The life and evolution of a heritage site is a strongly discussed topic.
On one hand, the point of heritage protection is to preserve it in unchanged state for future generations, so that it can serve as a source of information about the past, on the other – a site strictly protected from the external influences and kept from evolving over time, ceases to be a living entity.
This is where the question of autheticity becomes important – what does it mean for a site to be authentic? In order to answer this question it is important to understand the purpose and character of the site.
The Großsiedlung Britz was erected as one of the first social housing projects. It was designed to accommodate the growing need for flats after World War 1. It was the ultimate means of putting the new socialist demands into practice on a large scale. As part of a plan to introduce new order in the German metropolis, the modernist’s ideals were to change all aspects of the inhabitants’ everyday life.
The aim was to create affordable, small to middle-sized flats with access to daylight, equipped with modern kitchen and bathroom and surrounded with greenery -in contradiction to dark, cluttered 19th century housing blocks.
The estate was designed to the tiniest detail – to assure, that all needs of the inhabitants will be catered for.
An analysis of data, concerning the history of the site, its inhabitants experiences as well as the political context, provides a reflection on the current functionality and preservation of the site.
The questions to be answered are, e.g.: what was the political context and the main aims of the site’s construction? Have these assumptions been realized in practice? Has the role of the site changed throughout years? Does the site still cater for the same needs? Is it used in a comparable way?
The data acquired from dedicated and scientific literature, magazine articles and state archives is organized along interspersed sets of timelines, showing the complex process of the site’s development.
Each of the timelines can be treated as a separate narrative; the graphical representation of these stories facilitates interpreting the data and discovering possible interconnections between the narratives.
Four main groups of events are possible to distinct among the multiple narratives: the construction phase of the site, the ideological and political background, the perception of the site as a heritage, and the recent privatisation and commercialization of the site.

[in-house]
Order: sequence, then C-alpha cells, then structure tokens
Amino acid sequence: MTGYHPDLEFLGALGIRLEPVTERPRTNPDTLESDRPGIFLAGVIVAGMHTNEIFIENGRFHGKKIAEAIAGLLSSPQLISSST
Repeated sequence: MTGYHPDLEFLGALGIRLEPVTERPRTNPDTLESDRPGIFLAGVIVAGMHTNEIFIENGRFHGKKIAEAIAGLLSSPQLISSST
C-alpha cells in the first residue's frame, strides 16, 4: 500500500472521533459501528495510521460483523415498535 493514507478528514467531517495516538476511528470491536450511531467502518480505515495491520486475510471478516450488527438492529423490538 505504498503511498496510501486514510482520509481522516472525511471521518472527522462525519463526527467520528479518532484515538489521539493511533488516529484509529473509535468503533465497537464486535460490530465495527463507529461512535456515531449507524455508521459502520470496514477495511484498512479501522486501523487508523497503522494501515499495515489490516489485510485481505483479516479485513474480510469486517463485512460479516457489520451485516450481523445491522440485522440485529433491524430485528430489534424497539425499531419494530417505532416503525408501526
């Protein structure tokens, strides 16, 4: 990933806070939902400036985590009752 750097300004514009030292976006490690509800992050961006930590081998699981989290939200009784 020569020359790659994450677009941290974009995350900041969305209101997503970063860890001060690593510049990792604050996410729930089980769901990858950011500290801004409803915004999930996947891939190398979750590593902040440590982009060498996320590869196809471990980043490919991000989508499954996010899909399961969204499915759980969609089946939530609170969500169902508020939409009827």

It can be also observed, that the two first phenomenons gradually evolve into the two latter ones. The process of construction is slowly replaced by conservation and retreiving the original physical state. The ideological motivations dissolve over time, as financial profitability of the site becomes more important and heritage becomes commercialised.
However, an inhabited site is difficult to be kept unchanged. Inhabitants can be treated as an obstacle in keeping the site authentic as the settlement is subjected to constant changes and modifications, or, quite contrary – the constant use of the site can be seen as a means of keeping it authenitc and enabling it to play the initial role.
As Prof. Ing. arch. Vladimír Slapeta, DrSc.describes it in his Expert ́s Review in the Application for the UNESCO-World Heritage List: “The set of Berlin housing estates is also one of the most important achievements of the International Style (“Neues Bauen”) in the 1920s, and is closely connected to a social vision of a more just society, offering a higher standard of living for all social classes. Therefore, the selected set of Berlin housing developments, which have been an important object of monument care efforts for the last 25 years, deserves to be inscribed in the UNESCO World Heritage List not only as an excellent example of 20th century town planning and architecture but also as an exceptional social act.”
What makes Britz Siedlung exeptional is its social dimension. It is therefore difficult to imagine the site staying authentic, if it does not serve the inhabitants in the way it was designed – by providing comfortable but affordable housing for Berliners.
With time the ‘users’ of the design have adapted it to their needs and preferences, altering its aesthetical and functional aspects. However, this process of adaptation, or enlivening, came to a halt the moment the site started to be perceived as important heritage – from then on, a new process started: the one of bringing the site back to the creator’s vision, in order to protect/retrieve its authenticity, seen mainly in the physical form of the site.
In the discussion about authenticity of the site it is important not to forget, that the site in question is a part of the living city of Berlin. As Jane Jacobs put it: “There is no logic that can be superimposed on the city; people make it, and it is to them, not buildings, that we must fit our plans.”
As life is an essential characteristic of the city , it is important to find a balance between treating the site as a monument and allowing it to cater for the needs it was designed for.
J. Jacobs, The Life and Death of Great American Cities, New York, Random House, 1961.
G. J. Ashworth, ‘Conservation as preservation or as heritage: two paradigms and two answers’ in: Built Environment 23 (2), 1997.
Senatsvervaltung fur Stadtentwicklung und Umwelt, ‚Monitoring und Managementpläne Instrumente zum Schutz der Welterbestätten‘,
Housing Estates in the Berlin Modern Style. Nomination for Inscription on the UNESCO World Heritage List,